Show moreMost of the data encountered is bounded nonlinear data. The Universe is bounded, planets are sphere like shaped objects, and life growing on Earth comes in various shapes and colors that can hardly be represented as points on a linear space, and even if the object space they sit on is embedded in a Euclidean space, their mean vector can not be represented as a point on that object space, except for the case when such space is convex. To address this misgiving, since the mean vector is the minimizer of the expected square distance, following Fr\'echet (1948), on a compact metric space, one may consider both minimizers and maximizers of the expected square distance to a given point on the object space as mean, respectively {\bf antimean} of a given random point. Of all distances on a object space, one considers here the chord distance associated with an embedding of the object space, since for such distances one can give a necessary and sufficient condition for the existence of a unique Fr\'echet mean (respectively Fr\'echet antimean). For such distributions these location parameters are called extrinsic mean (respectively extrinsic antimean), and the corresponding sample statistics are consistent estimators of their population counterparts. Moreover one derives the limit distribution of such estimators around a mean located at a smooth extrinsic antimean. Extrinsic analysis is thus a general framework that allows one to run object data analysis on nonlinear object spaces that can be embedded in a numerical space. In particular one focuses on VeroneseWhitney (VW) means and antimeans of 3D projective shapes of configurations extracted from digital camera images. The 3D data extraction is greatly simplified by an RGB based algorithm followed by the FaugerasHartleyGuptaChen 3D reconstruction method. In particular one derives two sample tests for face analysis based on projective shapes, and more generally a MANOVA on manifolds method to be used in 3D projective shape analysis. The manifold based approach is also applicable to financial data analysis for exchange rates.
Show less  Date Issued
 2016
 Identifier
 FSU_FA2016_Yao_fsu_0071E_13605
 Format
 Thesis
 Title
 Trend and VariablePhase Seasonality Estimation from Functional Data.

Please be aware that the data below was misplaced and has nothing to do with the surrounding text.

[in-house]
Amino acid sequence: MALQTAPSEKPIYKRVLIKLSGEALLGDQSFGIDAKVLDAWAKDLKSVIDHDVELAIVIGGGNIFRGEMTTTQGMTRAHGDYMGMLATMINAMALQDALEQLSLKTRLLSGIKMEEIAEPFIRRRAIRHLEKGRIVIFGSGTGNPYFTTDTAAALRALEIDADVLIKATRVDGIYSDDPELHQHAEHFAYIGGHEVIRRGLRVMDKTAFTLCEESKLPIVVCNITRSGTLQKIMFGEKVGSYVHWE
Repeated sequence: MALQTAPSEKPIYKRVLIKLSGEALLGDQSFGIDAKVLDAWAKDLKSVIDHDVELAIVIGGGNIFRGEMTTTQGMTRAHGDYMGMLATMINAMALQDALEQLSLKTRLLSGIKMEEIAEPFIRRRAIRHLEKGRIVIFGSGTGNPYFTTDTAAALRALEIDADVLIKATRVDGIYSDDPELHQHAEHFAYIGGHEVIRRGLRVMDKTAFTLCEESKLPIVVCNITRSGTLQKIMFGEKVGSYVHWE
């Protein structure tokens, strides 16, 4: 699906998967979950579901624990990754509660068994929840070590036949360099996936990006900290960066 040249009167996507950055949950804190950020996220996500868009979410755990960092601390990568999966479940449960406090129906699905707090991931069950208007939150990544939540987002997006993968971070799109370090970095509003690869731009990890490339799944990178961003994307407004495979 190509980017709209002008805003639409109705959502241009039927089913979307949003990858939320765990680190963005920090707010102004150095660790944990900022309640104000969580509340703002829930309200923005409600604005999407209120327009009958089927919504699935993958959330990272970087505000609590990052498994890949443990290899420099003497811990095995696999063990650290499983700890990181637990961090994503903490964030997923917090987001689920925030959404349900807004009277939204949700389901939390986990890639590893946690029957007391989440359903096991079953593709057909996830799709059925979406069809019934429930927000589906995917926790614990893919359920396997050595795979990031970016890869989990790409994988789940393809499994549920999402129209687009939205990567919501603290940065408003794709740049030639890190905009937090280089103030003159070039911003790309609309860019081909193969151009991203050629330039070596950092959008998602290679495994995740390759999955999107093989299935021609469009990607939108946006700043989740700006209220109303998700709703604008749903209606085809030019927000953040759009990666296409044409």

Creator

Tai, LiangHsuan, Gallivan, Kyle A., Srivastava, Anuj, Wu, Wei, Klassen, E. (Eric), Ökten, Giray, Florida State University, College of Arts and Sciences, Department of Mathematics
 Abstract/Description

The problem of estimating trend and seasonality has been studied over several decades, although mostly using single time series setup. This dissertation studies the problem of estimating these components from a functional data point of view, i.e. multiple curves, in situations where seasonal effects exhibit arbitrary time warpings or phase variability across different observations. Rather than ignoring the phase variability, or using an offtheshelf alignment method to remove phase, we take...
Show moreThe problem of estimating trend and seasonality has been studied over several decades, although mostly using single time series setup. This dissertation studies the problem of estimating these components from a functional data point of view, i.e. multiple curves, in situations where seasonal effects exhibit arbitrary time warpings or phase variability across different observations. Rather than ignoring the phase variability, or using an offtheshelf alignment method to remove phase, we take a modelbased approach and seek Maximum Likelihood Estimators (MLEs) of the trend and the seasonal effects, while performing alignments over the seasonal effects at the same time. The MLEs of trend, seasonality, and phase are computed using a coordinate descent based optimization method. We use bootstrap replication for computing confidence bands and for testing hypothesis about the estimated components. We also utilize loglikelihood for selecting the trend subspace, and for comparisons with other candidate models. This framework is demonstrated using experiments involving synthetic data and three real data (Berkeley growth velocity, U.S. electricity price, and USD exchange fluctuation). Our framework is further applied to another biological problem, significance analysis of gene sets of timecourse gene expression data and outperform the stateoftheart method.
Show less  Date Issued
 2017
 Identifier
 FSU_2017SP_Tai_fsu_0071E_13816
 Format
 Thesis